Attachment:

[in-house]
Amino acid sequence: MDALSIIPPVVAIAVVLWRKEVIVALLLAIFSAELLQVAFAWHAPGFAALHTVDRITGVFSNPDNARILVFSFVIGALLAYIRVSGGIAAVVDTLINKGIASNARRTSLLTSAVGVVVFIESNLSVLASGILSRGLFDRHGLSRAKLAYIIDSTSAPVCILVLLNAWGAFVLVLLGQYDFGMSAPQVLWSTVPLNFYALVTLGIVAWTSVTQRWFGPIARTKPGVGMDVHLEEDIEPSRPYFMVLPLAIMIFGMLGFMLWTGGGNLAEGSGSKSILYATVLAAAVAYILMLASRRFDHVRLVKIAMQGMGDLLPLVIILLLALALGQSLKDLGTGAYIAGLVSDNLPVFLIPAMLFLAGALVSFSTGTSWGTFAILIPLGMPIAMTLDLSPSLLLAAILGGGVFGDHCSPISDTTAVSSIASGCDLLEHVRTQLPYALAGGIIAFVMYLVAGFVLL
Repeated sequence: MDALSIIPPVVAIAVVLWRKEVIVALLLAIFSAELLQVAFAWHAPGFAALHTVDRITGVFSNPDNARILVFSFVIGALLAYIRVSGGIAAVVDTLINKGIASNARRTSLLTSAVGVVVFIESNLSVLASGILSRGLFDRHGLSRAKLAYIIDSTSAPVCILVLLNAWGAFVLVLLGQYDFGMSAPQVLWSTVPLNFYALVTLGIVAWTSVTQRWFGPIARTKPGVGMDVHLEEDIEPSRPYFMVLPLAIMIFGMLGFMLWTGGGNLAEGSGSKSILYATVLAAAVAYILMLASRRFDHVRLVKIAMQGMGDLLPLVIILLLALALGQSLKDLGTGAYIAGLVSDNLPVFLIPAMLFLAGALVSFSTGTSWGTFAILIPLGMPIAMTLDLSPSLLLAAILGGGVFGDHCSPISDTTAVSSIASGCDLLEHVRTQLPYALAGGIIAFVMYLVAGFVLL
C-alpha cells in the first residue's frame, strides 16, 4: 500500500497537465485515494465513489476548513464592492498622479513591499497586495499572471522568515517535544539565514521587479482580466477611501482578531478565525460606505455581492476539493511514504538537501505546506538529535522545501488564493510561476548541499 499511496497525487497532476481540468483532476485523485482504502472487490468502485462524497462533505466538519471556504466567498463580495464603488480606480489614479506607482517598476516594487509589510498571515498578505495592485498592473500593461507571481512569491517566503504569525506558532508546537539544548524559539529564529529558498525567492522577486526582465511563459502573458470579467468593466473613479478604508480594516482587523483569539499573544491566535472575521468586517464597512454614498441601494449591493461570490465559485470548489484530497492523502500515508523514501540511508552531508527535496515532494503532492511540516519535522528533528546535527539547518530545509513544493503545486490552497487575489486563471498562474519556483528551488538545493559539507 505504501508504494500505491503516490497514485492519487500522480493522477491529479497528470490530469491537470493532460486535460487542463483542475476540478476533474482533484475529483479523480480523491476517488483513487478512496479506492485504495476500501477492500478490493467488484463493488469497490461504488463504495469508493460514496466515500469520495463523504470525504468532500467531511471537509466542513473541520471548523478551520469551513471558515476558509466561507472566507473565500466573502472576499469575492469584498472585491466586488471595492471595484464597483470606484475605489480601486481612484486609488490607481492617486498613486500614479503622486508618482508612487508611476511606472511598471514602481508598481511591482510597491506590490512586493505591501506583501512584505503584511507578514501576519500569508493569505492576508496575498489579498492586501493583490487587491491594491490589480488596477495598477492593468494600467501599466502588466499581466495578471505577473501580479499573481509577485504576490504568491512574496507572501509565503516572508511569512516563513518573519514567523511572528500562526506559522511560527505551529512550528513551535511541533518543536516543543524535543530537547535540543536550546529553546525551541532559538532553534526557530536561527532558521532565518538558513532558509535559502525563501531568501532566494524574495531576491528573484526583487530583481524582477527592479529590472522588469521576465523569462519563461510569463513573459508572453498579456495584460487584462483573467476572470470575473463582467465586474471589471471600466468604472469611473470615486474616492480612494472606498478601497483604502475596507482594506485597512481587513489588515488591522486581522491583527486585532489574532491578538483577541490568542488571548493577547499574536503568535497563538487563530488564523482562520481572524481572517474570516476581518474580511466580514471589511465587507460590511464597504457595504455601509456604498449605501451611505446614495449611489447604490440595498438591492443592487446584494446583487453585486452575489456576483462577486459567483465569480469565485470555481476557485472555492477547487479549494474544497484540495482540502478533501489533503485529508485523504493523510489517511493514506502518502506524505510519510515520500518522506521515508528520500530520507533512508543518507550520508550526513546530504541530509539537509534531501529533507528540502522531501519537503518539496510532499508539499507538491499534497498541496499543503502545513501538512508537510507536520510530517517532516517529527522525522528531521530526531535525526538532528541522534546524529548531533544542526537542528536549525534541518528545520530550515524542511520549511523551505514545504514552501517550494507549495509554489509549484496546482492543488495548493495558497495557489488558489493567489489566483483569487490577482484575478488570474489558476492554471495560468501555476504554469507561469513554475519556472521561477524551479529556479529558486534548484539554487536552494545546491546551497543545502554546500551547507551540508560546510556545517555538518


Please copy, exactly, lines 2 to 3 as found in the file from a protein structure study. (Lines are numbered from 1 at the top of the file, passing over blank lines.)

Amino acid sequence: MDALSIIPPVVAIAVVLWRKEVIVALLLAIFSAELLQVAFAWHAPGFAALHTVDRITGVFSNPDNARILVFSFVIGALLAYIRVSGGIAAVVDTLINKGIASNARRTSLLTSAVGVVVFIESNLSVLASGILSRGLFDRHGLSRAKLAYIIDSTSAPVCILVLLNAWGAFVLVLLGQYDFGMSAPQVLWSTVPLNFYALVTLGIVAWTSVTQRWFGPIARTKPGVGMDVHLEEDIEPSRPYFMVLPLAIMIFGMLGFMLWTGGGNLAEGSGSKSILYATVLAAAVAYILMLASRRFDHVRLVKIAMQGMGDLLPLVIILLLALALGQSLKDLGTGAYIAGLVSDNLPVFLIPAMLFLAGALVSFSTGTSWGTFAILIPLGMPIAMTLDLSPSLLLAAILGGGVFGDHCSPISDTTAVSSIASGCDLLEHVRTQLPYALAGGIIAFVMYLVAGFVLL
Repeated sequence: MDALSIIPPVVAIAVVLWRKEVIVALLLAIFSAELLQVAFAWHAPGFAALHTVDRITGVFSNPDNARILVFSFVIGALLAYIRVSGGIAAVVDTLINKGIASNARRTSLLTSAVGVVVFIESNLSVLASGILSRGLFDRHGLSRAKLAYIIDSTSAPVCILVLLNAWGAFVLVLLGQYDFGMSAPQVLWSTVPLNFYALVTLGIVAWTSVTQRWFGPIARTKPGVGMDVHLEEDIEPSRPYFMVLPLAIMIFGMLGFMLWTGGGNLAEGSGSKSILYATVLAAAVAYILMLASRRFDHVRLVKIAMQGMGDLLPLVIILLLALALGQSLKDLGTGAYIAGLVSDNLPVFLIPAMLFLAGALVSFSTGTSWGTFAILIPLGMPIAMTLDLSPSLLLAAILGGGVFGDHCSPISDTTAVSSIASGCDLLEHVRTQLPYALAGGIIAFVMYLVAGFVLL